The Samaritan women questioning, said to Jesus:
"Art thou greater than our father Jacob, who gave us the well, and drank thereof himself, and his children,
and his cattle? . . . Our fathers adored on this mountain, and you say, that at Jerusalem is the place where
men must adore. Jesus saith to her: Woman, believe Me, that the hour cometh, when you shall neither on
this mountain, nor in Jerusalem, adore the Father. You adore that which you know not: we adore that
which we know; for salvation is of the Jews. But the hour cometh, and now is, when the true adorers
shall adore the Father in spirit and in truth. For the Father also seeketh such to adore Him. God is
Spirit; and they that adore Him, must adore Him in spirit and in truth. The woman saith to Him: I know
that the Messias cometh (who is called Christ); therefore, when He is come, He will tell us all things.
Jesus saith to her: I am He, who am speaking with thee" (Jn. 4, 12, 21- 26).
Even though the Samaritan woman did not know that which she adored, Christ acknowledged that it was, in fact, God who was adored on that mountain. Those who deny that the Jews adore the one true God, insist that without God's revelation of His divine trinitarian nature, it must not be Him who is adored. This novel opinion contradicts the teaching of the early Church as can be seen from the testimony of Saint Justin Martyr, himself a Samaritan born around the beginning of the second century: "We do not claim, St. Justin tells Trypho, the Jew, "that our God is different from yours" (Dialogue with Trypho; ch 11).
One believes in the One revealing, or, in "the name" of the Revealer:
"He that doth not believe, is already judged: because he believeth not in the name of the only begotten Son of God" (Jn. 3, 18). "Just Father, the world hath not known Thee; but I have known Thee: and these have known that Thou hast sent Me. And I have made known Thy name to them, and will make it known. . . ." (Jn. 17, 25-26). "All they that love Thy name shall glory in Thee" (Ps. 5, 12). "And let them trust in Thee who know Thy name: for Thou hast not forsaken them that seek Thee, O Lord" (Ps. 9, 11). "We will rejoice in Thy salvation; and in the name of our God we shall be exalted" (Ps. 19, 6). "I shall declare Thy name to my brethren: in the midst of the church shall I praise Thee" (Ps. 21, 23). "SAVE me, O God, by Thy name" (Ps. 53, 3).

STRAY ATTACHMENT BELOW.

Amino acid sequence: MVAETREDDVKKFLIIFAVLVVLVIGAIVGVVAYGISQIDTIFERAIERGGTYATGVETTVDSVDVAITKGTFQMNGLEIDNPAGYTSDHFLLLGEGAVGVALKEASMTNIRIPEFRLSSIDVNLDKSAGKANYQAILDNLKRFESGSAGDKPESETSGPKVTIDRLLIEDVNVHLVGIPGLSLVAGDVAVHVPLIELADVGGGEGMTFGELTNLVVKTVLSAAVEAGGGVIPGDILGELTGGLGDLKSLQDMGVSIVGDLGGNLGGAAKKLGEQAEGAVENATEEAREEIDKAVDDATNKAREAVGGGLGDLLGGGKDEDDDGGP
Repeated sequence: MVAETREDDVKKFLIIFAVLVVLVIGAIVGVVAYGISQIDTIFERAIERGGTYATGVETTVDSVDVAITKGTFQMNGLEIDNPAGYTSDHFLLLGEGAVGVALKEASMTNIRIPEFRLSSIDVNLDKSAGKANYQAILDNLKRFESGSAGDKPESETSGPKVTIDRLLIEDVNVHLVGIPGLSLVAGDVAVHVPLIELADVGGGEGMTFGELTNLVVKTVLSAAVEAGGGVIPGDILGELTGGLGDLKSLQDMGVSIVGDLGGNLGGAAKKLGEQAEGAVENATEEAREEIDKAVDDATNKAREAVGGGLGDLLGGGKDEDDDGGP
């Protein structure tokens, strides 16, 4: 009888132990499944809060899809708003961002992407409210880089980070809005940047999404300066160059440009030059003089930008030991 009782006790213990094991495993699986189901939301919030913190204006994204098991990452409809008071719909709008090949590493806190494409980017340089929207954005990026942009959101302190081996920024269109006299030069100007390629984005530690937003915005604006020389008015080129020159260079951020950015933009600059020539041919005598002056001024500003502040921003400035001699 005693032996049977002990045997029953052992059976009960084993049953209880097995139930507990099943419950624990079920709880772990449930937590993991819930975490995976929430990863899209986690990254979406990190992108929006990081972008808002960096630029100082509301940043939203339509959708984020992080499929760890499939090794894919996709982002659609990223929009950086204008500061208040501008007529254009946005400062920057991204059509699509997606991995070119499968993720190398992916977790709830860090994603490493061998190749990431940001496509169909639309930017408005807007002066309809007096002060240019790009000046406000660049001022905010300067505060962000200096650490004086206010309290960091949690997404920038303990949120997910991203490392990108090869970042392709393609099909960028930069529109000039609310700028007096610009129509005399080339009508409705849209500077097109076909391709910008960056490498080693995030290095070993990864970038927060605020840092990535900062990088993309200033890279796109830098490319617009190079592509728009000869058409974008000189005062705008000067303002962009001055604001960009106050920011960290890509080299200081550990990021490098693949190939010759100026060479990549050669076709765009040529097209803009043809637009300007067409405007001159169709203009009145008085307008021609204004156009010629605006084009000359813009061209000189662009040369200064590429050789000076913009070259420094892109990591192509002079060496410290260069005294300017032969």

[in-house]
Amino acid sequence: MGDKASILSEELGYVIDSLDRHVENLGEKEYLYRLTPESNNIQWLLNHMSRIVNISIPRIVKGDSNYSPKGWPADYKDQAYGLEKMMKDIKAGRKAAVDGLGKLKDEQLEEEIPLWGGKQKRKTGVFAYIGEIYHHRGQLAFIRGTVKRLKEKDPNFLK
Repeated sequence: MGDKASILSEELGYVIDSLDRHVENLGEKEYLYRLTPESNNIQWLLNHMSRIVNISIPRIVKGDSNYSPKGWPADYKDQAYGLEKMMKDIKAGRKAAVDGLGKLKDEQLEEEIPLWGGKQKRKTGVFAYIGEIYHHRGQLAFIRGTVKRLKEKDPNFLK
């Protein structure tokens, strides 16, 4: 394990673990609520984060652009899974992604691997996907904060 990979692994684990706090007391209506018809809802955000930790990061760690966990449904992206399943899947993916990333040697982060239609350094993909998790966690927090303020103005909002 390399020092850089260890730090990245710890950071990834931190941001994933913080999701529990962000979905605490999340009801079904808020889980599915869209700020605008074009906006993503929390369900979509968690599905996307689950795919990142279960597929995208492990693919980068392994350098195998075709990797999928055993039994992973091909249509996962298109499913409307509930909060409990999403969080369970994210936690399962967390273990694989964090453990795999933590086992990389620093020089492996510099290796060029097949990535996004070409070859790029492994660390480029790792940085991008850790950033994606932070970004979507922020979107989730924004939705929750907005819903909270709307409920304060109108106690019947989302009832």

The first article of our Faith: "I believe in one God", which we received from the revelation of God in the Old Testament, and is the belief of Jews, always remains intact according to the teaching of Our Blessed Lord: "You believe in God, believe also in Me" (Jn. 14, 1). "Now this is eternal life: That they may know Thee, the only true God, and Jesus Christ, whom Thou hast sent" (Jn. 17, 3). "A man who have spoken the truth to you, which I have heard of God" (Jn. 8, 40). This teaching was, in fact, always maintained by the Apostles: Saints Peter, Paul, John, James, and Jude, as we see from their verbal formulations: "Therefore", Saint Peter proclaims, "let all the house of Israel know most certainly, that God hath made both Lord and Christ, this same Jesus, whom you have crucified" (Acts 2, 36). "That the God of our Lord Jesus Christ" (Eph. 1, 17). "before God and our Father" (1 Thes. 3, 13). "according to the grace of our God, and of the Lord Jesus Christ" (2 Thes. 1, 12). "Now our Lord Jesus Christ Himself, and God and our Father" (2 Thes. 2, 16). "according to the commandment of God our Savior, and of Christ Jesus our hope" (1 Tim. 1, 1). "I charge thee before God, and Christ Jesus" (1 Tim. 5, 21; 6, 13; 2 Tim. 4, 1). "And may the God of peace, who brought again from the dead the great pastor of the sheep, our Lord Jesus Christ, in the blood of the everlasting testament" (Heb. 13, 20). "James the servant of God, and of our Lord Jesus Christ" (Jam. 1, 1). "that in all things God may be honoured through Jesus Christ" (1 Pet. 4, 11). "Grace to you and peace be accomplished in the knowledge of God and of Christ Jesus our Lord (2 Pet. 1, 2). "To the only God our Saviour through Jesus Christ our Lord" (Jud. 1, 25). "The Revelation of Jesus Christ, which God gave unto Him" (Ap. 1, 1).